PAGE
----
Here's a section of the towpath trail whose crushed stone surface is still in good shape.
In many areas, though, the trail has yet to recover from the floodwaters last August that deposited a layer of mud over the crushed stone. The mud forces bicyclists and joggers to the edges of the trail.
Lush mounds of native switchgrass grow near Harrison Street, where a nature trail branches off from the towpath.
Deertongue grass is also at an attractive stage in its growth along the nature trail.
Common milkweed isn't typically thought of as an ornamental, but this extensive patch of it is eye-catching, and well attended by pollinators.
These flowers are able to bloom because the DandR Canal State Park agreed to reduce mowing in the field next to the towpath to once a year, allowing already present wildflowers to grow to full size. The great response of the wildflowers in turn led to the cutting of a loop trail through the field. This time of year, you'll see a progression of tall flowers like these milkweeds, tall meadow rue, cutleaf coneflower, rose mallow hibiscus, joe pye weed, ironweed, Helenium and so on--some thirty species with more being discovered occasionally, all because the mowing crews were convinced to do less work.

Saturday, June 16, 2012

Nature Walk June 24

I will be leading a nature walk at Mountain Lakes Preserve on Sunday, June 24 from 10 to noon. The walk is sponsored by the Princeton Borough Shade Tree Commission. Meet at Mountain Lakes House, which can be accessed by going up the long driveway at 57 Mountain Ave in Princeton. Parking is in the gravel lot just before you reach the house.
The walk will include discussion of trees, invasive shrubs, and is also a great chance to admire the newly restored historic dams and lakes. We'll stick to main trails around the lakes, but sturdy shoes are recommended.

Friday, June 15, 2012

Weedful, Needful Sidewalk

After I posted an expose on an overgrown sidewalk in my neighborhood, a friend emailed to report another sidewalk in town whose copious foliage she does daily battle with on her way to work.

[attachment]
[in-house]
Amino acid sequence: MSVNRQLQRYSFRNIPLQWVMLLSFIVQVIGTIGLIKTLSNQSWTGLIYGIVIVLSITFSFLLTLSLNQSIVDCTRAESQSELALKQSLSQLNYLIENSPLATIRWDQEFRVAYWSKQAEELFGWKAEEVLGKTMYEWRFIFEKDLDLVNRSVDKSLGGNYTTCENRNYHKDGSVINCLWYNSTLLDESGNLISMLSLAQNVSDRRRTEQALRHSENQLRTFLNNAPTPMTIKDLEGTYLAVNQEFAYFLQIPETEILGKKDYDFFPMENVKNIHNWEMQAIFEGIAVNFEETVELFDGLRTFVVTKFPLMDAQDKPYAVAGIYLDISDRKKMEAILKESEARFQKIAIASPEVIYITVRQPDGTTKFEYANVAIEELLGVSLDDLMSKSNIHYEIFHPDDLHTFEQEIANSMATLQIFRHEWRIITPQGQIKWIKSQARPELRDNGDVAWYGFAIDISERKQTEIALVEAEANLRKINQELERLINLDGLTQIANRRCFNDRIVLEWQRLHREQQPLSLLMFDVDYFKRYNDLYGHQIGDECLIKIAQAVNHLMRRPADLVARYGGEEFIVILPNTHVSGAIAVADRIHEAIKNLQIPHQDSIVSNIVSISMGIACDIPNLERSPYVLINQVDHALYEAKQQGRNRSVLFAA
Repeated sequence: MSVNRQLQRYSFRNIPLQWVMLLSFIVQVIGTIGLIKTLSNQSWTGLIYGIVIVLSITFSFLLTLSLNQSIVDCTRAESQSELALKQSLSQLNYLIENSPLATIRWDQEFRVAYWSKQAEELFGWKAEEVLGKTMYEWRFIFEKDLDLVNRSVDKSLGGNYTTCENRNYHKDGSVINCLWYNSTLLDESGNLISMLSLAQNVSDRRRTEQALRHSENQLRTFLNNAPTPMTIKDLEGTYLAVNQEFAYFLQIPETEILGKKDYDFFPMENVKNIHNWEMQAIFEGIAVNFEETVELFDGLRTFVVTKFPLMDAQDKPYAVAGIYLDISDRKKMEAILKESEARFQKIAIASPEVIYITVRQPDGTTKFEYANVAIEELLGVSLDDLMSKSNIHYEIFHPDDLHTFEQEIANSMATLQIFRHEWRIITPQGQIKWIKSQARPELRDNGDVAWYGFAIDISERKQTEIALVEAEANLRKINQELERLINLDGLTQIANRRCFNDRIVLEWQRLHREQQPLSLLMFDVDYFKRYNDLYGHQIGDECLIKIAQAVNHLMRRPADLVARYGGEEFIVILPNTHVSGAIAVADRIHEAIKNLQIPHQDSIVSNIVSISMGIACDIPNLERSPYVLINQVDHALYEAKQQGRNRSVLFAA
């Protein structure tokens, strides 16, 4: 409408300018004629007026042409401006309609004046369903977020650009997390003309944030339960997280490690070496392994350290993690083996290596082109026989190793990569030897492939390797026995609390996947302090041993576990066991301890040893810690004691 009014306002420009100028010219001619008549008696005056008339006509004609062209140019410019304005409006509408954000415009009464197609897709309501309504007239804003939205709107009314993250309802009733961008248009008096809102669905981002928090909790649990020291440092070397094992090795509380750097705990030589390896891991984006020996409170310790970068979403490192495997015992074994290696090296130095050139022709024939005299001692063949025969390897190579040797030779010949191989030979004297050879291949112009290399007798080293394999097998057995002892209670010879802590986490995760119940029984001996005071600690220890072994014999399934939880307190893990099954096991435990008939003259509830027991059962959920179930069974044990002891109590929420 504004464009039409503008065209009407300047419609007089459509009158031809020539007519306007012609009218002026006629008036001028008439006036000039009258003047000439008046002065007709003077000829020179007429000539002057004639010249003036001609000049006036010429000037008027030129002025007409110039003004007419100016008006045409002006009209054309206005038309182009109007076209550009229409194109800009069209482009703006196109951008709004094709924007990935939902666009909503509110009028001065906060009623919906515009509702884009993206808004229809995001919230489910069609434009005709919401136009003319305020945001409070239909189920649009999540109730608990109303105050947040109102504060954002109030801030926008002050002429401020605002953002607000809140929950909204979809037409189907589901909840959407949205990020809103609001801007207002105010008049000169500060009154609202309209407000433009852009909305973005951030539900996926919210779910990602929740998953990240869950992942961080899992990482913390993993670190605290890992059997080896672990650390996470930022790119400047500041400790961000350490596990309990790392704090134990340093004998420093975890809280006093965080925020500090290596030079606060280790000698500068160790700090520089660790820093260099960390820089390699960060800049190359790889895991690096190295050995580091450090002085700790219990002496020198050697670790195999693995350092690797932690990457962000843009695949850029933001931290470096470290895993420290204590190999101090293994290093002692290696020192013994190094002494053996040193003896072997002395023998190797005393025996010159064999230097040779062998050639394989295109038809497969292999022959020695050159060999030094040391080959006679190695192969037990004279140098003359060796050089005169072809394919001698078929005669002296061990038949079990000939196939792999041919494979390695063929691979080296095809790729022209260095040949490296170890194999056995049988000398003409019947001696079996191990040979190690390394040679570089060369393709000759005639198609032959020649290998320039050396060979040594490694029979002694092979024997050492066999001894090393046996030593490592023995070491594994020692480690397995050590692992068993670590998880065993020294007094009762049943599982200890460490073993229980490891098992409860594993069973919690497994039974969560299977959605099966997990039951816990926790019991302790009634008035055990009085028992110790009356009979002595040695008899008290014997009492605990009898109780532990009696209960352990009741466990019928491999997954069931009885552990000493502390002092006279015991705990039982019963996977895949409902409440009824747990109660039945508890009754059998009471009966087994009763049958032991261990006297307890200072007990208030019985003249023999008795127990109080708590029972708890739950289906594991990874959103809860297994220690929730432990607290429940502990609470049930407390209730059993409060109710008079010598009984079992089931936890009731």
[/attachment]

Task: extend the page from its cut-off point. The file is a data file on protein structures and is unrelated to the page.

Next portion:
Upon arriving at the scene a mere two weeks later, my first impression was that there was no problem, because there was no sidewalk.

But closer inspection revealed evidence of a strip of asphalt originally intended for pedestrians. Could it be a remnant of the Indian trading route upon which Bayard Lane (206) is said to be built? Presence of a well-aged realty sign suggested no owner present to keep the trail clear. It being a state road, jurisdiction for maintenance could be even more muddled.

Given that I had come equipped with a camera rather than loppers, I decided my role was to document rather than resolve the problem, and provide tips on how to make the best of the situation until the party responsible for maintenance could be found. Here is my virtual guided tour of a nearly unnavigable sidewalk:

As you head south along the trail from Mountain Ave, acknowledge the hearty greetings of the foliage.

Shake hands with an overly friendly American elm.
As cars and trucks speed by just a few feet away, take time to smell the privet.

While sidestepping the poison ivy,
take note of the rich variety of leaf shapes--

Norway maple
and mugwort.
Be glad this bindweed isn't growing over the shrubs in your backyard.

Daydream of evening primrose flowers to come in late summer.

Sigh at the intimate intertwining of Japanese honeysuckle and Rose of Sharon.
Show proper respect for the thorns of barberry

and black locust.

Thrashing your way towards daylight, you may occasionally catch glimpses of a Shell station across the road. If you begin running low on provisions, it's good to know that help is nearby.
Some liquid sustenance may be obtained from these Japanese honeysuckle blossoms.

If slow progress forces you to camp for the night, nettle soup could be an option for dinner,

along with garlic mustard pesto.

Your campsite comes complete with television. Traffic should keep the bears away, though this is not guaranteed.

Beating the odds with a mixture of effort and luck, you'll make it through the toughest section with plenty of daylight hours left to reach your intended destination, and can look back with some pride at having conquered one of the most challenging stretches of sidewalk New Jersey has to offer.

Level of Difficulty: Class 4 (large standing waves of foliage, some precise maneuvering may be needed)